Junot Diaz — The Brief Wondrous Life of Oscar Wao (2007)

Setting: DR and New Jersey.

What it’s about: An immigrant family struggling to through of the legacy of dictatorship, and in a deeper sense, the dark history of the Caribbean. The story starts with a fat, nerdy American boy but gets very powerful when it tells the story of his family, unravelling a litany of injustices the narrator explains as an ancient curse that goes back to the original Spanish conquest of the Dominican Republic.

Why you should read it: I only got into this at the second reading. The tale of the main protagonist, the nerdy Oscar, did not grab me until I first read, later in the book, the central tale of his mother trying to fight her way out of poverty, and his grandfather’s Fall under the dictator despite keeping his head down and following “the Tao of Dictator Avoidance”.

Above all is the slangy, firey, rough prose, with DR’s history coiled through it in punchy footnotes and all delivered with tasty, obscure references to Oscar’s beloved Tolkien. But the fantasy is delivered in just the right quantity to make palatable the harsh story — the raw cocktail violence, the machismo, the mysogyny that would be too hard to swallow without the narrator’s swagger.

A mix of Bronx argot, Spanish and Tolkien and other pop culture, from comic books, video games and movies — a half century of brutal history told by a young American man on the front stoop:

The conservative family before their ruin display,

“A guardedness so Minas Tirith in la pequena that you’d need the whole of Mordor to overcome it”.

“When Gondolin falls, you don’t wait around for balrogs to tap on your door. You make fucking moves.”

Trujilo’s henchmen, footnotes tell us, are Nazgul, Balrogs, or Morgul lords, one of their wives sits in her house like “a shelob in her lair”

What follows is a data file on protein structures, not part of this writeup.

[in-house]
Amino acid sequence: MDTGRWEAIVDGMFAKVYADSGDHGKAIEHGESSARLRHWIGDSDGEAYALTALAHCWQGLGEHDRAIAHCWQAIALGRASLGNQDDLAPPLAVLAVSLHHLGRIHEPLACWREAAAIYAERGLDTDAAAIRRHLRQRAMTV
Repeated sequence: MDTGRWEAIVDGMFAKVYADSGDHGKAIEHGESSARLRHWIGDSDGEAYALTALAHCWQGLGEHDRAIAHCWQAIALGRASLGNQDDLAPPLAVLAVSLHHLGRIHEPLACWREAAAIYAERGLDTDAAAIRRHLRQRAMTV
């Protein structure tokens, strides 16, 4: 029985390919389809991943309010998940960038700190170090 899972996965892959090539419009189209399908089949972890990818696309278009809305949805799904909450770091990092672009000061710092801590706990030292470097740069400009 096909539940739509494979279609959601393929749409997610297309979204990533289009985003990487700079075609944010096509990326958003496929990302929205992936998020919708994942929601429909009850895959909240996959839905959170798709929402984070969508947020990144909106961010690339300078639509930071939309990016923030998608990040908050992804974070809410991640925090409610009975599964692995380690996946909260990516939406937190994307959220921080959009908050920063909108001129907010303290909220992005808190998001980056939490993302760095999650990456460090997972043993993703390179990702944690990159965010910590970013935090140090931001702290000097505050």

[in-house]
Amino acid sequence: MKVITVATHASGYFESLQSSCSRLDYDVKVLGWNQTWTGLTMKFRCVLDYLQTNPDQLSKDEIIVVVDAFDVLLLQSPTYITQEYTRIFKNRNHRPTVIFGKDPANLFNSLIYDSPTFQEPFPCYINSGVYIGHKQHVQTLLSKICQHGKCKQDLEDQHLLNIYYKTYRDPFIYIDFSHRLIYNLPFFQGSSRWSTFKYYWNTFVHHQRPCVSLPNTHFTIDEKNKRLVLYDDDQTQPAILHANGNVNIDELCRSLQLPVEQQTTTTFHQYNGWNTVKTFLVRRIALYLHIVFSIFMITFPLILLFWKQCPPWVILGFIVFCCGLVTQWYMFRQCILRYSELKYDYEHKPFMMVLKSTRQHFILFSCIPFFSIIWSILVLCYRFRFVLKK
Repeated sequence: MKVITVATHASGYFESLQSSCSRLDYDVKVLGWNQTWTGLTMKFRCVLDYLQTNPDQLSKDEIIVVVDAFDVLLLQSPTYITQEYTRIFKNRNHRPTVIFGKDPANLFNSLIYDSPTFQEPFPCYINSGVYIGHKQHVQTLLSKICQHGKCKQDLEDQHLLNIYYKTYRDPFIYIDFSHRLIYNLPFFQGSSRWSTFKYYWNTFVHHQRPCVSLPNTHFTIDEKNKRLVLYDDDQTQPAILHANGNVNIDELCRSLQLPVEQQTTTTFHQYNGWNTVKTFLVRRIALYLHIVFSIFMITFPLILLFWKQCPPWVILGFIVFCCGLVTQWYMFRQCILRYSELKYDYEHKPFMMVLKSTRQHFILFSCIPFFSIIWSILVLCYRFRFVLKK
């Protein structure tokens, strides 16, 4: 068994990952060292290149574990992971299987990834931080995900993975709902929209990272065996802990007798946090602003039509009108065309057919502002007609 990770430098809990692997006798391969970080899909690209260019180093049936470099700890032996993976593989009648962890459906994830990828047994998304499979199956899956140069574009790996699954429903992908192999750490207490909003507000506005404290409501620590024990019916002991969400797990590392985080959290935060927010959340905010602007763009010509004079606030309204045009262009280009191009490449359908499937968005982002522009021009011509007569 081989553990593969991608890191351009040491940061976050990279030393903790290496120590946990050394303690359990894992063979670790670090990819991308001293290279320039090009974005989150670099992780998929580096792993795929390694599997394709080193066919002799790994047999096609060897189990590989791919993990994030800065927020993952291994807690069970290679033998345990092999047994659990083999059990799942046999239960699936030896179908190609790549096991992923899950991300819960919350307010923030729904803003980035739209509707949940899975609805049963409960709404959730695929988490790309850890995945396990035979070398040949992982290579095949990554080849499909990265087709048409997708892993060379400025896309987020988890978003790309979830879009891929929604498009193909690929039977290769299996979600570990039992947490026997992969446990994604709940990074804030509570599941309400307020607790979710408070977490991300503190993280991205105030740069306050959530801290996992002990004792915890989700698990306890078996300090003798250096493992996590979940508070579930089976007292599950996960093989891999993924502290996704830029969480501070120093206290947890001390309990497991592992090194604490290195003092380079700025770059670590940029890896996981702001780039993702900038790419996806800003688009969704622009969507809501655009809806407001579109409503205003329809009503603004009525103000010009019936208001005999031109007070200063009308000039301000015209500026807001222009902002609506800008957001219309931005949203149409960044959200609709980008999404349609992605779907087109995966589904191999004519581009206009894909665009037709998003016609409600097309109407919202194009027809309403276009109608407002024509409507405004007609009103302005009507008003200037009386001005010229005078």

While on their own they may appear incongruous, coming as they do in between the two parts of the nerdy immigrant’s son lost using his fantasy references to understand the past, they appear wholly natural and a clever way to deal with the horror of dictatorship, and a way to juxtapose the safe evil of fantasy to the harser evil of real life, such as describing the violence unleashed when Trujillo is killed:

At the end of The Return of the King, Sauron’s evil was taken by a “great wind” and neatly “blown away” with no lasting consequence to our heroes: but Trujillo was too powerful, too toxic a radiation to be dispelled so easily. Even as his death his evil lingered. Within hours of El Jefe dancing bien pegao with those twenty-seven bullets, his minions ran amok — fulfilling, as it were, his last will and vengence. A great darkness descended on the Island…Even a woman as potent as La Inca, who with the Elvish ring of her will had forged within Bani her own personal Lothlorien, knew that she could not protect the girl against a direct assault from the Eye.”

The best book from DR: Unless you prefer a more sentimental take on the Trujillo era in the shape of Julia Alvarez and her story of three sisters killed for standing up to the dictator in In a Time of Butterflies. It is much more composed and formal than TBWLOW.

Read this if you liked: Un prophet, the dark 2009 film by Jacques Audiard which has that same mix of gritty, cruel realism with a pinch of fantasy. And of course, any fantasy novel from Tolkien to Dune.

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